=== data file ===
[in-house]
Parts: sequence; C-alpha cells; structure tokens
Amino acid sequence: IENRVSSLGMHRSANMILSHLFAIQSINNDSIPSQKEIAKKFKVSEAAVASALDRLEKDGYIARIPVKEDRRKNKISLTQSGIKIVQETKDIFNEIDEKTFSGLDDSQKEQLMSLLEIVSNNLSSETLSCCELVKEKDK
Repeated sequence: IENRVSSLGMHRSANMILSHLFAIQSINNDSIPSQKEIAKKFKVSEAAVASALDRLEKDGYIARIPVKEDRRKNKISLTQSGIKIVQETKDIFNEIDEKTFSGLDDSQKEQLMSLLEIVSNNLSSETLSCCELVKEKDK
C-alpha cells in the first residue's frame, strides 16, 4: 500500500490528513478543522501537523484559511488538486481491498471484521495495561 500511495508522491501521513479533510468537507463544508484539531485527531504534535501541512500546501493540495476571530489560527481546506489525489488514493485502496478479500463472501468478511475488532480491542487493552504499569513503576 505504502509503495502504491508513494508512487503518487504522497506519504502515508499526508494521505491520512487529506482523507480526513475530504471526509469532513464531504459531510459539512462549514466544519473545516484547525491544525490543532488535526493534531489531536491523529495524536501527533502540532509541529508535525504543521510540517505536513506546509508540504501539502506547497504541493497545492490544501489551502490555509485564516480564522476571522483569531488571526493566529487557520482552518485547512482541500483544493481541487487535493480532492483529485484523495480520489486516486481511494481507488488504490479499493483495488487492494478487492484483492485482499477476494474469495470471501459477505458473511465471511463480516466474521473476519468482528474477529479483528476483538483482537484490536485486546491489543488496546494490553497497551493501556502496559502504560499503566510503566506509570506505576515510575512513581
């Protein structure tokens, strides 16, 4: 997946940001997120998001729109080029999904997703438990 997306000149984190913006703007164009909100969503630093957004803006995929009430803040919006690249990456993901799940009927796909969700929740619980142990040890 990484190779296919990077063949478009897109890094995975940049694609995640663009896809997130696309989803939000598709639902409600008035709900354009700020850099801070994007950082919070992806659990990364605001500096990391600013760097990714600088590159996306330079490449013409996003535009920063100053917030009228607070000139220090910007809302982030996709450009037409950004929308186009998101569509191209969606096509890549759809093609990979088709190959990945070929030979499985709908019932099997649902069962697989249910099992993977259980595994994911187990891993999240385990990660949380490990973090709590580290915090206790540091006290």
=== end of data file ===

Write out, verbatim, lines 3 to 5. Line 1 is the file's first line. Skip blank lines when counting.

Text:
Amino acid sequence: IENRVSSLGMHRSANMILSHLFAIQSINNDSIPSQKEIAKKFKVSEAAVASALDRLEKDGYIARIPVKEDRRKNKISLTQSGIKIVQETKDIFNEIDEKTFSGLDDSQKEQLMSLLEIVSNNLSSETLSCCELVKEKDK
Repeated sequence: IENRVSSLGMHRSANMILSHLFAIQSINNDSIPSQKEIAKKFKVSEAAVASALDRLEKDGYIARIPVKEDRRKNKISLTQSGIKIVQETKDIFNEIDEKTFSGLDDSQKEQLMSLLEIVSNNLSSETLSCCELVKEKDK
C-alpha cells in the first residue's frame, strides 16, 4: 500500500490528513478543522501537523484559511488538486481491498471484521495495561 500511495508522491501521513479533510468537507463544508484539531485527531504534535501541512500546501493540495476571530489560527481546506489525489488514493485502496478479500463472501468478511475488532480491542487493552504499569513503576 505504502509503495502504491508513494508512487503518487504522497506519504502515508499526508494521505491520512487529506482523507480526513475530504471526509469532513464531504459531510459539512462549514466544519473545516484547525491544525490543532488535526493534531489531536491523529495524536501527533502540532509541529508535525504543521510540517505536513506546509508540504501539502506547497504541493497545492490544501489551502490555509485564516480564522476571522483569531488571526493566529487557520482552518485547512482541500483544493481541487487535493480532492483529485484523495480520489486516486481511494481507488488504490479499493483495488487492494478487492484483492485482499477476494474469495470471501459477505458473511465471511463480516466474521473476519468482528474477529479483528476483538483482537484490536485486546491489543488496546494490553497497551493501556502496559502504560499503566510503566506509570506505576515510575512513581